Dao De Jing (ca. 400 BCE)
Read in 2020.
I listened to Ursula K. Le Guin read her 1998 version, set to music. This version is not a translation but an amateur’s gloss into simple contemporary English, based on several actual translations and supervised by James P. Seaton, a professor of Chinese.
To live ’till you die is to live long enough.
Jade is praised as precious, but its strength is being stone.
True words aren’t charming. Charming words aren’t true.
The original classical Chinese is notoriously ambiguous, terse and preserved without grammatical particles, written by diverse hands over a long period and only loosely attributed to “the old master” (laozi), who may have lived at any time from the 6th to the 4th centuries BCE if he lived at all. Given this origin, the manner of my acquaintance with the work is extremely casual.
I get the impression that Le Guin’s reading of these old proverbs was coloured by what she wanted them to mean. Like a fuzzy picture of Bigfoot, the work is suggestive and lends itself well to wishful thinking, full of deepities and apparent contradictions that would not exist in a sharp photo of a dude in an ape suit. As history, I put little stock in it, though I assume it was intended as non-fiction. As wisdom literature, it’s very good, but only for its time. As religion, it’s much more sympathetic than similarly influential contemporary Western writing like Leviticus (ca. 500–400 BCE). As a fantasy of what a proto-anarchist subculture in an ancient society might have believed, Le Guin’s version is engaging enough.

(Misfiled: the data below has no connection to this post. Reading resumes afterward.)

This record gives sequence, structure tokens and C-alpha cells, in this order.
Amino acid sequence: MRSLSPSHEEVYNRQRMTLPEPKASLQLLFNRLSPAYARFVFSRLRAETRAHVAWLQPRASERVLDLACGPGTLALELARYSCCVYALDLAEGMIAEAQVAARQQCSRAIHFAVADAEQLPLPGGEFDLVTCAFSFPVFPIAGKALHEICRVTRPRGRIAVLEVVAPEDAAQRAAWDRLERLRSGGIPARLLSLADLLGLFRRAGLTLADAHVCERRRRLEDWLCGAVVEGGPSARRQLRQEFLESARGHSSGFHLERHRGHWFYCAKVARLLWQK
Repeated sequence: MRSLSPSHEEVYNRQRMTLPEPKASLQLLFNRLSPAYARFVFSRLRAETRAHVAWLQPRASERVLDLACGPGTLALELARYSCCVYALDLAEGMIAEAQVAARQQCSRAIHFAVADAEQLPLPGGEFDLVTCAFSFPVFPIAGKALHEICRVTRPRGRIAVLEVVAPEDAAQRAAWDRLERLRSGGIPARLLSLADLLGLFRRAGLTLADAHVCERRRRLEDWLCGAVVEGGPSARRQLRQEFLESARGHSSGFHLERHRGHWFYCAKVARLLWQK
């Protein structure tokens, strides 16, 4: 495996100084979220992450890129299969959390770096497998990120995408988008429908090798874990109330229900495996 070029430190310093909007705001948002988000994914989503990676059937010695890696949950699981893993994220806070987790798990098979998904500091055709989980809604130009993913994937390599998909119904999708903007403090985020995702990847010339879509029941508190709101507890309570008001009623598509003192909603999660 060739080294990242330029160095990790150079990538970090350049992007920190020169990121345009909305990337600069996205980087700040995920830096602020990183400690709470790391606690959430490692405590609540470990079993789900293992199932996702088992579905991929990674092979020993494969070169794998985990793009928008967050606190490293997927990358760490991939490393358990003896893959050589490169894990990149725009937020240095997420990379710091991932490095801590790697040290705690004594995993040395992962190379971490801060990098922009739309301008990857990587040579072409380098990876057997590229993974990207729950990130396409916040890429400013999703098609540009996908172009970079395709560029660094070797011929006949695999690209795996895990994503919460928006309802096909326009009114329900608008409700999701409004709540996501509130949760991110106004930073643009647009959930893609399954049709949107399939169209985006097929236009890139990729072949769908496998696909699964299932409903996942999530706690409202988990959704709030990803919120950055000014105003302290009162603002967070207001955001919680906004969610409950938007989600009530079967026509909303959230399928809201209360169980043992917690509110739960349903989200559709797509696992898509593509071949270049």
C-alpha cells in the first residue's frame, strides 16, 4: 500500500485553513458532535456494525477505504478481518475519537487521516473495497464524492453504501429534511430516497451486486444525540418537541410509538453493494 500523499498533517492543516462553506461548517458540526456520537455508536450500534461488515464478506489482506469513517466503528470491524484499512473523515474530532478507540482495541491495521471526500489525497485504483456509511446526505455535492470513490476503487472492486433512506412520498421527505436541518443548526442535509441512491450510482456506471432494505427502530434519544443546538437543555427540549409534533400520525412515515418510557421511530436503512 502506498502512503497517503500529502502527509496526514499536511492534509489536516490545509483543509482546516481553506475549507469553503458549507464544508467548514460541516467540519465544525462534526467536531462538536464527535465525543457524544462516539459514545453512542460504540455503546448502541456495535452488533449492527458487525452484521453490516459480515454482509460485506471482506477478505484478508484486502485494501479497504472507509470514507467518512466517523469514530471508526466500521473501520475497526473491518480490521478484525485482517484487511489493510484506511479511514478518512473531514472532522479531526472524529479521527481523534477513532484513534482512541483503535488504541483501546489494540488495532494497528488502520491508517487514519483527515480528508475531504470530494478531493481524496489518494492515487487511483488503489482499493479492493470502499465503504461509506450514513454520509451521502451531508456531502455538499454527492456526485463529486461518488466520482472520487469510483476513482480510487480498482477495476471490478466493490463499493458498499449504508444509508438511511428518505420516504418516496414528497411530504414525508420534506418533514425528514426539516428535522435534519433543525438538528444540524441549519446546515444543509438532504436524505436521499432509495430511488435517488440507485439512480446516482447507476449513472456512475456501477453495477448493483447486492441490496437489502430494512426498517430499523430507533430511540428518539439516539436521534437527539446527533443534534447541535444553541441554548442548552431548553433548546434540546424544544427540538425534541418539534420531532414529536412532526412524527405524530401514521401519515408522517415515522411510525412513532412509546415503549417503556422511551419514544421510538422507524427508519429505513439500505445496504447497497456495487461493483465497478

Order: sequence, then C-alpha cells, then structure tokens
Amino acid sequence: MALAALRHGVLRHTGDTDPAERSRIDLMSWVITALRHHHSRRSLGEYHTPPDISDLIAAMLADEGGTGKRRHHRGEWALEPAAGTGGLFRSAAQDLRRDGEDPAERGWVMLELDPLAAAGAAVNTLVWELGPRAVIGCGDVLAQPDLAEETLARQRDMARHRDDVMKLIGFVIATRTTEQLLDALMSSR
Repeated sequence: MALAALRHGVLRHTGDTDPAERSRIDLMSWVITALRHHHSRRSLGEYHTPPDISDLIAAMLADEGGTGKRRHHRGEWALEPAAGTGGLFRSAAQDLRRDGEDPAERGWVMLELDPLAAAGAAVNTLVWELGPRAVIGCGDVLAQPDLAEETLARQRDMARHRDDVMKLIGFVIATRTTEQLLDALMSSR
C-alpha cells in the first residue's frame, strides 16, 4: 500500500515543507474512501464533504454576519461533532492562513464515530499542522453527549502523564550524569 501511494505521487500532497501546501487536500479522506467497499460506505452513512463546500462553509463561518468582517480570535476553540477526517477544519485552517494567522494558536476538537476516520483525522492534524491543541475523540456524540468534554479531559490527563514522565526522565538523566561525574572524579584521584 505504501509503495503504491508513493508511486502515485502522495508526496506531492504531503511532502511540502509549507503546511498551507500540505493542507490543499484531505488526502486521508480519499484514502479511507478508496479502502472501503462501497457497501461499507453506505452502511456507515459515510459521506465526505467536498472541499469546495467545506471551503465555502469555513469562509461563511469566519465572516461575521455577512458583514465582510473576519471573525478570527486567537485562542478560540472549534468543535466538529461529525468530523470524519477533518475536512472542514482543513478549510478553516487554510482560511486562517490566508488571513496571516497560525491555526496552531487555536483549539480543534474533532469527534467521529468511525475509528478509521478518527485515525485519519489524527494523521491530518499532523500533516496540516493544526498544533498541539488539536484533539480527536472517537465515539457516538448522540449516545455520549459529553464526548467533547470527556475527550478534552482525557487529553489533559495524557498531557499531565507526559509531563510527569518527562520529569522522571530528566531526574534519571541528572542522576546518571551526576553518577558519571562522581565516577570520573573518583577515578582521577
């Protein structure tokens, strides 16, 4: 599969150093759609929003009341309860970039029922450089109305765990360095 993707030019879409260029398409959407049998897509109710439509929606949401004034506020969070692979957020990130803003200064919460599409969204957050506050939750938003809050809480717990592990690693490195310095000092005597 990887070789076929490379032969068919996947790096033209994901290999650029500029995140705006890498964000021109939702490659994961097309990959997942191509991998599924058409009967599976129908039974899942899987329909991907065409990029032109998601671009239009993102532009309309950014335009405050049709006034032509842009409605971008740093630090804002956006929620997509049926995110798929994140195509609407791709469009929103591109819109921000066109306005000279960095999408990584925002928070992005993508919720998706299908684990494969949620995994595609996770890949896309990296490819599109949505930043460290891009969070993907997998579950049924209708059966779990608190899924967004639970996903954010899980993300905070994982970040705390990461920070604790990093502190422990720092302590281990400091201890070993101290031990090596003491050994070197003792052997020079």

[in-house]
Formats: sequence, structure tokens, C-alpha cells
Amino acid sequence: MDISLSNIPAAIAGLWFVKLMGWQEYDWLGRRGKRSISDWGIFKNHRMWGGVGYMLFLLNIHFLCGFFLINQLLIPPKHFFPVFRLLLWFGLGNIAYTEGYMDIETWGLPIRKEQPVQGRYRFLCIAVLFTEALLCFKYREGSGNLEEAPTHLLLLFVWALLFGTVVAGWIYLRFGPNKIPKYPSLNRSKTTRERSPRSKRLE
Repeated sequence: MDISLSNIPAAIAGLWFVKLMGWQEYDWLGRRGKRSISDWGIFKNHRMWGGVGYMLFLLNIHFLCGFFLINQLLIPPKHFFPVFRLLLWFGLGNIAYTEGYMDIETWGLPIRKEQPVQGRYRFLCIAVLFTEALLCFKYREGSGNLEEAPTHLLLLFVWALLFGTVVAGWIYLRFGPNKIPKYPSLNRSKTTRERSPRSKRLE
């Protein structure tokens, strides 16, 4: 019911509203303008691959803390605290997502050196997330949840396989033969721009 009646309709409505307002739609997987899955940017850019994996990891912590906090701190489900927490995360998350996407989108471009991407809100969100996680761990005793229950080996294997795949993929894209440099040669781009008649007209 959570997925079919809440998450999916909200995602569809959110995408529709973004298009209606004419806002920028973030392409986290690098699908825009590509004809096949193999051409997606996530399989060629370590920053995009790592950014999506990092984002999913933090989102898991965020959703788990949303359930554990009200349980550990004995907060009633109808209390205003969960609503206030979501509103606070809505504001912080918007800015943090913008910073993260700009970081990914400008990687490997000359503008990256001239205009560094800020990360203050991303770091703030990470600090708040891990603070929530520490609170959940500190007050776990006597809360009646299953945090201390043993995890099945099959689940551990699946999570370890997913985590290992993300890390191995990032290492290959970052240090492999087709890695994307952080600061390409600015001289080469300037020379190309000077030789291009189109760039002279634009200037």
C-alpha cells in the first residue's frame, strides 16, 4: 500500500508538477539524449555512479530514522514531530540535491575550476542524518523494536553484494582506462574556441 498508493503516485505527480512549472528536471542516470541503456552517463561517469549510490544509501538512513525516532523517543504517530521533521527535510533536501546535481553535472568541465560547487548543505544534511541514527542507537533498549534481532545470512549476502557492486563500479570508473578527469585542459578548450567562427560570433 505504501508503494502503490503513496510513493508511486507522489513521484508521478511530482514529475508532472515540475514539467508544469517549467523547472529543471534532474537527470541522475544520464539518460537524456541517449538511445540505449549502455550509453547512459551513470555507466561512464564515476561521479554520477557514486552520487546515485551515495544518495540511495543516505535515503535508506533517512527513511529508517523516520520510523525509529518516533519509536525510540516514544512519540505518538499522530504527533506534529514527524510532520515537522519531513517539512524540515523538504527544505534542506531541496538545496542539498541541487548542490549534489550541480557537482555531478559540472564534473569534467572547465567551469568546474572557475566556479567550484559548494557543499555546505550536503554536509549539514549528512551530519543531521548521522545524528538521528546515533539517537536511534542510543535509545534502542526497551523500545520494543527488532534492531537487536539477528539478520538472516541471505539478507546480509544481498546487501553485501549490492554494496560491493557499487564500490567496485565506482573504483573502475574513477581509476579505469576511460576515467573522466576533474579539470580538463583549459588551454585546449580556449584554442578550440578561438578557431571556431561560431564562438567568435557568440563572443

References here: Straw Dogs (1971).